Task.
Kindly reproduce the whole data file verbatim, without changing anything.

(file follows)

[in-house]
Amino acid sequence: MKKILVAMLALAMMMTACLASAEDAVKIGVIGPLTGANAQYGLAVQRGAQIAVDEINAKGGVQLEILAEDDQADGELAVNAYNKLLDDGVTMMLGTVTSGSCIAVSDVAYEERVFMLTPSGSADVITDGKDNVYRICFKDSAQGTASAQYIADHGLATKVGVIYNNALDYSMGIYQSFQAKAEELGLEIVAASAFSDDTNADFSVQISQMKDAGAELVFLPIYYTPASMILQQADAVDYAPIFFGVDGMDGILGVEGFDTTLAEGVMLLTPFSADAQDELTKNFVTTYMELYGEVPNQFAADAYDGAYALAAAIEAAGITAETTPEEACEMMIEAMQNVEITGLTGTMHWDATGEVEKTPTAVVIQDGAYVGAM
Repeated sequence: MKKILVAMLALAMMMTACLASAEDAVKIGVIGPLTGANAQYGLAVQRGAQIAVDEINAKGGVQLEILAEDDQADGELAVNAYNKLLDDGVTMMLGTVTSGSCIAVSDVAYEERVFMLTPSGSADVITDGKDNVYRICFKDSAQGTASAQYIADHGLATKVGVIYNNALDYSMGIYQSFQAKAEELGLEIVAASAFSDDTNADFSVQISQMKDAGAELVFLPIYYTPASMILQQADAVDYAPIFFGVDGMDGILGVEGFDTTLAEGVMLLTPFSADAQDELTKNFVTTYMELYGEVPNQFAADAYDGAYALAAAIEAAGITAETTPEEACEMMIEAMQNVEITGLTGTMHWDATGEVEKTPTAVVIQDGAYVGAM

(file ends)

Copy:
[in-house]
Amino acid sequence: MKKILVAMLALAMMMTACLASAEDAVKIGVIGPLTGANAQYGLAVQRGAQIAVDEINAKGGVQLEILAEDDQADGELAVNAYNKLLDDGVTMMLGTVTSGSCIAVSDVAYEERVFMLTPSGSADVITDGKDNVYRICFKDSAQGTASAQYIADHGLATKVGVIYNNALDYSMGIYQSFQAKAEELGLEIVAASAFSDDTNADFSVQISQMKDAGAELVFLPIYYTPASMILQQADAVDYAPIFFGVDGMDGILGVEGFDTTLAEGVMLLTPFSADAQDELTKNFVTTYMELYGEVPNQFAADAYDGAYALAAAIEAAGITAETTPEEACEMMIEAMQNVEITGLTGTMHWDATGEVEKTPTAVVIQDGAYVGAM
Repeated sequence: MKKILVAMLALAMMMTACLASAEDAVKIGVIGPLTGANAQYGLAVQRGAQIAVDEINAKGGVQLEILAEDDQADGELAVNAYNKLLDDGVTMMLGTVTSGSCIAVSDVAYEERVFMLTPSGSADVITDGKDNVYRICFKDSAQGTASAQYIADHGLATKVGVIYNNALDYSMGIYQSFQAKAEELGLEIVAASAFSDDTNADFSVQISQMKDAGAELVFLPIYYTPASMILQQADAVDYAPIFFGVDGMDGILGVEGFDTTLAEGVMLLTPFSADAQDELTKNFVTTYMELYGEVPNQFAADAYDGAYALAAAIEAAGITAETTPEEACEMMIEAMQNVEITGLTGTMHWDATGEVEKTPTAVVIQDGAYVGAM